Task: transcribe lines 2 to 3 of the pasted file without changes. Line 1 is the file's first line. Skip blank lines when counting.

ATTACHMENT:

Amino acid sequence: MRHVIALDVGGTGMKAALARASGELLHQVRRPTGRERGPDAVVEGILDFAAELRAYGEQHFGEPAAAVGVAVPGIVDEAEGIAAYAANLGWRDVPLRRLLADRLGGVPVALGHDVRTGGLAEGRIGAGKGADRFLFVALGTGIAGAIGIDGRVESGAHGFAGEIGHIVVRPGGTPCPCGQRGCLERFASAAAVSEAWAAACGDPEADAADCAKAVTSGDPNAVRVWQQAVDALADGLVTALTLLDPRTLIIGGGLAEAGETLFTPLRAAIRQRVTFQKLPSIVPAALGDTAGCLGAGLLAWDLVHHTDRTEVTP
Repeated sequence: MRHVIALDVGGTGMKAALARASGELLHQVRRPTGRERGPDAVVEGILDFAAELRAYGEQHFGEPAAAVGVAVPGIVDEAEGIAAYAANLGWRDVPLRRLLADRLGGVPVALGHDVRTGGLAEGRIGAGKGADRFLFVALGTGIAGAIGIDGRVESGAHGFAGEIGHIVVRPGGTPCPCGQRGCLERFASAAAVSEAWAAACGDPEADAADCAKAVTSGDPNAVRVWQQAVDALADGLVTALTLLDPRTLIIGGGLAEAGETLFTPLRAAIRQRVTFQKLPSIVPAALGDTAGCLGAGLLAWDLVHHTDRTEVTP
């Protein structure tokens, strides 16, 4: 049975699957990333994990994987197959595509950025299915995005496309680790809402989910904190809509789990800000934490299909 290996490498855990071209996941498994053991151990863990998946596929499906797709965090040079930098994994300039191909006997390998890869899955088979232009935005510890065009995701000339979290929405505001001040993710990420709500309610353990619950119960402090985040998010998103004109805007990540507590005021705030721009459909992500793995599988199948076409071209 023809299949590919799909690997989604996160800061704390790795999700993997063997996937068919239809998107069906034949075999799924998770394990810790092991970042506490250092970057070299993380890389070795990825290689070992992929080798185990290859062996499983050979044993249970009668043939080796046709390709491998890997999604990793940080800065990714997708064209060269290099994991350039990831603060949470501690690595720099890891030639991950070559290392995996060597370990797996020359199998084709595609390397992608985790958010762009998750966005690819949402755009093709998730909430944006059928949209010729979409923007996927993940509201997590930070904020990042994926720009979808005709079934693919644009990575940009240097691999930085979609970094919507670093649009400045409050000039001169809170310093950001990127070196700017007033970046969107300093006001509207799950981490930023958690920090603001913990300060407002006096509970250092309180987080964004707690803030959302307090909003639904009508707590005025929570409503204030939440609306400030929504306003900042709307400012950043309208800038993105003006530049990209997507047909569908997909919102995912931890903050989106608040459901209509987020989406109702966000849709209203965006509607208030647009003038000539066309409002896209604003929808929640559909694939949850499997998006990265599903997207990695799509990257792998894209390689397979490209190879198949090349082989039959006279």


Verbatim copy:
Repeated sequence: MRHVIALDVGGTGMKAALARASGELLHQVRRPTGRERGPDAVVEGILDFAAELRAYGEQHFGEPAAAVGVAVPGIVDEAEGIAAYAANLGWRDVPLRRLLADRLGGVPVALGHDVRTGGLAEGRIGAGKGADRFLFVALGTGIAGAIGIDGRVESGAHGFAGEIGHIVVRPGGTPCPCGQRGCLERFASAAAVSEAWAAACGDPEADAADCAKAVTSGDPNAVRVWQQAVDALADGLVTALTLLDPRTLIIGGGLAEAGETLFTPLRAAIRQRVTFQKLPSIVPAALGDTAGCLGAGLLAWDLVHHTDRTEVTP
């Protein structure tokens, strides 16, 4: 049975699957990333994990994987197959595509950025299915995005496309680790809402989910904190809509789990800000934490299909 290996490498855990071209996941498994053991151990863990998946596929499906797709965090040079930098994994300039191909006997390998890869899955088979232009935005510890065009995701000339979290929405505001001040993710990420709500309610353990619950119960402090985040998010998103004109805007990540507590005021705030721009459909992500793995599988199948076409071209 023809299949590919799909690997989604996160800061704390790795999700993997063997996937068919239809998107069906034949075999799924998770394990810790092991970042506490250092970057070299993380890389070795990825290689070992992929080798185990290859062996499983050979044993249970009668043939080796046709390709491998890997999604990793940080800065990714997708064209060269290099994991350039990831603060949470501690690595720099890891030639991950070559290392995996060597370990797996020359199998084709595609390397992608985790958010762009998750966005690819949402755009093709998730909430944006059928949209010729979409923007996927993940509201997590930070904020990042994926720009979808005709079934693919644009990575940009240097691999930085979609970094919507670093649009400045409050000039001169809170310093950001990127070196700017007033970046969107300093006001509207799950981490930023958690920090603001913990300060407002006096509970250092309180987080964004707690803030959302307090909003639904009508707590005025929570409503204030939440609306400030929504306003900042709307400012950043309208800038993105003006530049990209997507047909569908997909919102995912931890903050989106608040459901209509987020989406109702966000849709209203965006509607208030647009003038000539066309409002896209604003929808929640559909694939949850499997998006990265599903997207990695799509990257792998894209390689397979490209190879198949090349082989039959006279």